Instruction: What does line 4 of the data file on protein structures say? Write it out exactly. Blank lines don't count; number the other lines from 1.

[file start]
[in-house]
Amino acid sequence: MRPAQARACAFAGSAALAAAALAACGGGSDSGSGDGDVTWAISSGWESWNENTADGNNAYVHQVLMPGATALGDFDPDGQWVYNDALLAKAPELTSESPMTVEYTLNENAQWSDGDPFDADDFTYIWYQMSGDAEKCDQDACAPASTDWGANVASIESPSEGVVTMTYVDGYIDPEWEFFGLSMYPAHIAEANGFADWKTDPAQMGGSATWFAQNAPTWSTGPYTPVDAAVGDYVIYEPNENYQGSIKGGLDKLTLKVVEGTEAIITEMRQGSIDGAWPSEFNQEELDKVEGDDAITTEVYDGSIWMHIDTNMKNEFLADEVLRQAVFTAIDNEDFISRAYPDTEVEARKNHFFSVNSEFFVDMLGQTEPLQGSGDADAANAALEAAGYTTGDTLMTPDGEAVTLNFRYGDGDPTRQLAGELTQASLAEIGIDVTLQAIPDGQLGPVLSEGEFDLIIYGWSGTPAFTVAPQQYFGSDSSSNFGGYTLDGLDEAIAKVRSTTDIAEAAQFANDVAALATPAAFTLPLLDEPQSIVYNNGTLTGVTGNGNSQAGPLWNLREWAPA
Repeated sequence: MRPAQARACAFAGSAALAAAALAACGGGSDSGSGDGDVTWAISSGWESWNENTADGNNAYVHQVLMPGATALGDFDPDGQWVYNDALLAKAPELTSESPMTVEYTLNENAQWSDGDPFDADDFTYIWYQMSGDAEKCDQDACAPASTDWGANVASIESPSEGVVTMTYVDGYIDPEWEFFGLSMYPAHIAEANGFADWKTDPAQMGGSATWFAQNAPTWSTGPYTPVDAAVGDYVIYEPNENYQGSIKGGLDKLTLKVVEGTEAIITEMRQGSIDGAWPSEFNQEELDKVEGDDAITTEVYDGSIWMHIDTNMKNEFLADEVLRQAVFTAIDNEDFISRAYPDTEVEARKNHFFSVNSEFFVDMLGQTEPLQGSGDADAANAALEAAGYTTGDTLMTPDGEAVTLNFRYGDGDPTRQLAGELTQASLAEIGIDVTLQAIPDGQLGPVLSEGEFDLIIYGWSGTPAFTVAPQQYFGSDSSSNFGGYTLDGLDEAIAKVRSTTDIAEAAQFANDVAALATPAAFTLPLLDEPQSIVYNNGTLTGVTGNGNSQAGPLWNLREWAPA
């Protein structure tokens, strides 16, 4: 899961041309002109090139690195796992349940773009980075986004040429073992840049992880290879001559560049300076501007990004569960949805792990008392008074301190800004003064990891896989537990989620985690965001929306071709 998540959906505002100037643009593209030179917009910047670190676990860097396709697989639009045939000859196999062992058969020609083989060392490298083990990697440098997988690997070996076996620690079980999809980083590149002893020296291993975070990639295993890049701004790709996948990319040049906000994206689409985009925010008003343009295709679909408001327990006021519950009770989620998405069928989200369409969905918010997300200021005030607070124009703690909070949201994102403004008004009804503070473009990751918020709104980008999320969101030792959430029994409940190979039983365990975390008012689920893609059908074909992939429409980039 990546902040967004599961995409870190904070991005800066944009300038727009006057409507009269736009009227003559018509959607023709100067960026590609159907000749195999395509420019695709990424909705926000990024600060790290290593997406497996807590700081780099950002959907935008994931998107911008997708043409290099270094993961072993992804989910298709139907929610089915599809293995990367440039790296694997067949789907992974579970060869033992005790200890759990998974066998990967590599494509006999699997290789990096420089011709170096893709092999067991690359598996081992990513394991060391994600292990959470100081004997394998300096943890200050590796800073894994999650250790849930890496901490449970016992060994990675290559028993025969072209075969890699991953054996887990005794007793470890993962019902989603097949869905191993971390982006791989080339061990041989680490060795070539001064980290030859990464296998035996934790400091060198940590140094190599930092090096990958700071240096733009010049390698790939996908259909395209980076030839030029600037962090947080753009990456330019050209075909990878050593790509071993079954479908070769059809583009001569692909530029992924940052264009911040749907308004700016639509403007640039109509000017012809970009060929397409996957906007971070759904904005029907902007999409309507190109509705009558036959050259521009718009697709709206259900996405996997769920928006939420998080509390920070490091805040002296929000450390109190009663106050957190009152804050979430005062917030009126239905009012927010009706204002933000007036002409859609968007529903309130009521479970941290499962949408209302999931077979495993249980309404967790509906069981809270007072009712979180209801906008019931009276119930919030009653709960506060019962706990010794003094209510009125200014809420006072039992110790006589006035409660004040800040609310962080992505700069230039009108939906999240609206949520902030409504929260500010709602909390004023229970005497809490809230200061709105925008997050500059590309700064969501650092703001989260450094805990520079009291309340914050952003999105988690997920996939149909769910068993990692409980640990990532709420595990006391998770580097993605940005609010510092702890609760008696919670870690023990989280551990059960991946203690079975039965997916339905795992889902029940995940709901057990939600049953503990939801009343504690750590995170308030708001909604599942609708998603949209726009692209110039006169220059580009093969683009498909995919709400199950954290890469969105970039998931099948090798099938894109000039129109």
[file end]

């Protein structure tokens, strides 16, 4: 899961041309002109090139690195796992349940773009980075986004040429073992840049992880290879001559560049300076501007990004569960949805792990008392008074301190800004003064990891896989537990989620985690965001929306071709 998540959906505002100037643009593209030179917009910047670190676990860097396709697989639009045939000859196999062992058969020609083989060392490298083990990697440098997988690997070996076996620690079980999809980083590149002893020296291993975070990639295993890049701004790709996948990319040049906000994206689409985009925010008003343009295709679909408001327990006021519950009770989620998405069928989200369409969905918010997300200021005030607070124009703690909070949201994102403004008004009804503070473009990751918020709104980008999320969101030792959430029994409940190979039983365990975390008012689920893609059908074909992939429409980039 990546902040967004599961995409870190904070991005800066944009300038727009006057409507009269736009009227003559018509959607023709100067960026590609159907000749195999395509420019695709990424909705926000990024600060790290290593997406497996807590700081780099950002959907935008994931998107911008997708043409290099270094993961072993992804989910298709139907929610089915599809293995990367440039790296694997067949789907992974579970060869033992005790200890759990998974066998990967590599494509006999699997290789990096420089011709170096893709092999067991690359598996081992990513394991060391994600292990959470100081004997394998300096943890200050590796800073894994999650250790849930890496901490449970016992060994990675290559028993025969072209075969890699991953054996887990005794007793470890993962019902989603097949869905191993971390982006791989080339061990041989680490060795070539001064980290030859990464296998035996934790400091060198940590140094190599930092090096990958700071240096733009010049390698790939996908259909395209980076030839030029600037962090947080753009990456330019050209075909990878050593790509071993079954479908070769059809583009001569692909530029992924940052264009911040749907308004700016639509403007640039109509000017012809970009060929397409996957906007971070759904904005029907902007999409309507190109509705009558036959050259521009718009697709709206259900996405996997769920928006939420998080509390920070490091805040002296929000450390109190009663106050957190009152804050979430005062917030009126239905009012927010009706204002933000007036002409859609968007529903309130009521479970941290499962949408209302999931077979495993249980309404967790509906069981809270007072009712979180209801906008019931009276119930919030009653709960506060019962706990010794003094209510009125200014809420006072039992110790006589006035409660004040800040609310962080992505700069230039009108939906999240609206949520902030409504929260500010709602909390004023229970005497809490809230200061709105925008997050500059590309700064969501650092703001989260450094805990520079009291309340914050952003999105988690997920996939149909769910068993990692409980640990990532709420595990006391998770580097993605940005609010510092702890609760008696919670870690023990989280551990059960991946203690079975039965997916339905795992889902029940995940709901057990939600049953503990939801009343504690750590995170308030708001909604599942609708998603949209726009692209110039006169220059580009093969683009498909995919709400199950954290890469969105970039998931099948090798099938894109000039129109």